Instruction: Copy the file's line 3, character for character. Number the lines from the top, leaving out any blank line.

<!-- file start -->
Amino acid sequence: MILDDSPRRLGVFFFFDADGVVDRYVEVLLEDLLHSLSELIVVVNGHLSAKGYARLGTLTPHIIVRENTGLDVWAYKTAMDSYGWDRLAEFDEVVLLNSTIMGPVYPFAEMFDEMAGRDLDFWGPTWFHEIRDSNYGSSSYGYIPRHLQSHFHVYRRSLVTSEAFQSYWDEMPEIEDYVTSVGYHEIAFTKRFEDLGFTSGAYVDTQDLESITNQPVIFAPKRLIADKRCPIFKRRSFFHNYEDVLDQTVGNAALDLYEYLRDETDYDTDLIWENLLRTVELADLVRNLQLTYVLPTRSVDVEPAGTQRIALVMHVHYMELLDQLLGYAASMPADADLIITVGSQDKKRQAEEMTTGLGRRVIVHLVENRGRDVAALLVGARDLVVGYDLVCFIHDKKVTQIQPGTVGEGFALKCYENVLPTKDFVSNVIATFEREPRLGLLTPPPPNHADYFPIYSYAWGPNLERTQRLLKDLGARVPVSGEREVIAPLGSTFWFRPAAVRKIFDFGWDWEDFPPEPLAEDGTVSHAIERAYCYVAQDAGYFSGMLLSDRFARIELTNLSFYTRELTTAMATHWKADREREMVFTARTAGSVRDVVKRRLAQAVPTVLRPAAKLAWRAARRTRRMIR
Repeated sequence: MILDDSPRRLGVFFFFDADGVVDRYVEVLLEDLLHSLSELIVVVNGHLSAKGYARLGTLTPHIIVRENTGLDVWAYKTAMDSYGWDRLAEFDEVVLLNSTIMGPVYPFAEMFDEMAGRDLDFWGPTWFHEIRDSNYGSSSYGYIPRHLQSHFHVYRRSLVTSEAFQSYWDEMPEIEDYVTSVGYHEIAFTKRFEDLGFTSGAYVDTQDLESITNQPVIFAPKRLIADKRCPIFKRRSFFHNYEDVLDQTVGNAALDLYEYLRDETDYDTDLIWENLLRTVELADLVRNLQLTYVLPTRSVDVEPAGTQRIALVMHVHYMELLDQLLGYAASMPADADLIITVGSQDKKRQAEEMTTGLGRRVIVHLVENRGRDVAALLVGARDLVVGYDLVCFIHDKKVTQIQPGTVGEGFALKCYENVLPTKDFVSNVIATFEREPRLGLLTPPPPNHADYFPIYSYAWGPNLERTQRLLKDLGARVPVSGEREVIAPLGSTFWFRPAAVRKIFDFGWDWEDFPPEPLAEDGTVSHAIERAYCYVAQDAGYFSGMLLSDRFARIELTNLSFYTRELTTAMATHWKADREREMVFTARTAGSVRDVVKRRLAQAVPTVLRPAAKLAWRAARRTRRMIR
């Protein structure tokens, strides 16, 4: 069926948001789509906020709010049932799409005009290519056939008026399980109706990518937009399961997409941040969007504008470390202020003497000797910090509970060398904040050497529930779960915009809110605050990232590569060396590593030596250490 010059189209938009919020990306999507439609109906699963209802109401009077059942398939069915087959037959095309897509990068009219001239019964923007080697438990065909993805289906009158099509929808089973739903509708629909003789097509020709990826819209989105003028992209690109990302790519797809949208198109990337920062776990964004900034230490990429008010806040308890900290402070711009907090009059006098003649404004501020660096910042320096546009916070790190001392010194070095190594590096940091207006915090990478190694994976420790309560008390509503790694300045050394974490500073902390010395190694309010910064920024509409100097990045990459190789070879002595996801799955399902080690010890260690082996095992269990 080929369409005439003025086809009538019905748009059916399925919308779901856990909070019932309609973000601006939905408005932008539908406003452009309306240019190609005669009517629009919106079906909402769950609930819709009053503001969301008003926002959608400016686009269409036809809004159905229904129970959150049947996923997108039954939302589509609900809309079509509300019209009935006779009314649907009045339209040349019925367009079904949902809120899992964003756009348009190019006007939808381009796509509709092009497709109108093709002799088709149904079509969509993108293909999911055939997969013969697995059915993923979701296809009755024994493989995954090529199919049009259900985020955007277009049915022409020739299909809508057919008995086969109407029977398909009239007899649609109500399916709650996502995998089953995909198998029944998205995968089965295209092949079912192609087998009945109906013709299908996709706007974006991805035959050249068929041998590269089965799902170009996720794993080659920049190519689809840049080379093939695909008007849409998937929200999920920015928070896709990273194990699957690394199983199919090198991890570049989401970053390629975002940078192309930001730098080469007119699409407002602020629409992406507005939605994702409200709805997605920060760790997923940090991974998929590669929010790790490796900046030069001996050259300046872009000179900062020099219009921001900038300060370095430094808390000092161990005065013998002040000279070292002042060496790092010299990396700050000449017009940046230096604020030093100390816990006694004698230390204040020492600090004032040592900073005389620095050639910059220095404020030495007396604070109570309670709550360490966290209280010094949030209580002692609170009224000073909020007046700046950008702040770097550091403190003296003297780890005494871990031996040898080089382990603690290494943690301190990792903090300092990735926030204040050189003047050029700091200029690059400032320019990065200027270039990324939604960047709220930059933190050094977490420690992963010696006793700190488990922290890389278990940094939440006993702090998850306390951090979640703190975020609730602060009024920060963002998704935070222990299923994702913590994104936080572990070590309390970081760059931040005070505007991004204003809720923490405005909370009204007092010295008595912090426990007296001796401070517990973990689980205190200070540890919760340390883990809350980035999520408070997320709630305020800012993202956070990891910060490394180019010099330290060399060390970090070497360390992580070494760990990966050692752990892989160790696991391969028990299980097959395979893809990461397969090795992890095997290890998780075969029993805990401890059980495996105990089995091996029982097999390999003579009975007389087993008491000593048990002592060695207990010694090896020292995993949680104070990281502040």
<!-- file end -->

């Protein structure tokens, strides 16, 4: 069926948001789509906020709010049932799409005009290519056939008026399980109706990518937009399961997409941040969007504008470390202020003497000797910090509970060398904040050497529930779960915009809110605050990232590569060396590593030596250490 010059189209938009919020990306999507439609109906699963209802109401009077059942398939069915087959037959095309897509990068009219001239019964923007080697438990065909993805289906009158099509929808089973739903509708629909003789097509020709990826819209989105003028992209690109990302790519797809949208198109990337920062776990964004900034230490990429008010806040308890900290402070711009907090009059006098003649404004501020660096910042320096546009916070790190001392010194070095190594590096940091207006915090990478190694994976420790309560008390509503790694300045050394974490500073902390010395190694309010910064920024509409100097990045990459190789070879002595996801799955399902080690010890260690082996095992269990 080929369409005439003025086809009538019905748009059916399925919308779901856990909070019932309609973000601006939905408005932008539908406003452009309306240019190609005669009517629009919106079906909402769950609930819709009053503001969301008003926002959608400016686009269409036809809004159905229904129970959150049947996923997108039954939302589509609900809309079509509300019209009935006779009314649907009045339209040349019925367009079904949902809120899992964003756009348009190019006007939808381009796509509709092009497709109108093709002799088709149904079509969509993108293909999911055939997969013969697995059915993923979701296809009755024994493989995954090529199919049009259900985020955007277009049915022409020739299909809508057919008995086969109407029977398909009239007899649609109500399916709650996502995998089953995909198998029944998205995968089965295209092949079912192609087998009945109906013709299908996709706007974006991805035959050249068929041998590269089965799902170009996720794993080659920049190519689809840049080379093939695909008007849409998937929200999920920015928070896709990273194990699957690394199983199919090198991890570049989401970053390629975002940078192309930001730098080469007119699409407002602020629409992406507005939605994702409200709805997605920060760790997923940090991974998929590669929010790790490796900046030069001996050259300046872009000179900062020099219009921001900038300060370095430094808390000092161990005065013998002040000279070292002042060496790092010299990396700050000449017009940046230096604020030093100390816990006694004698230390204040020492600090004032040592900073005389620095050639910059220095404020030495007396604070109570309670709550360490966290209280010094949030209580002692609170009224000073909020007046700046950008702040770097550091403190003296003297780890005494871990031996040898080089382990603690290494943690301190990792903090300092990735926030204040050189003047050029700091200029690059400032320019990065200027270039990324939604960047709220930059933190050094977490420690992963010696006793700190488990922290890389278990940094939440006993702090998850306390951090979640703190975020609730602060009024920060963002998704935070222990299923994702913590994104936080572990070590309390970081760059931040005070505007991004204003809720923490405005909370009204007092010295008595912090426990007296001796401070517990973990689980205190200070540890919760340390883990809350980035999520408070997320709630305020800012993202956070990891910060490394180019010099330290060399060390970090070497360390992580070494760990990966050692752990892989160790696991391969028990299980097959395979893809990461397969090795992890095997290890998780075969029993805990401890059980495996105990089995091996029982097999390999003579009975007389087993008491000593048990002592060695207990010694090896020292995993949680104070990281502040």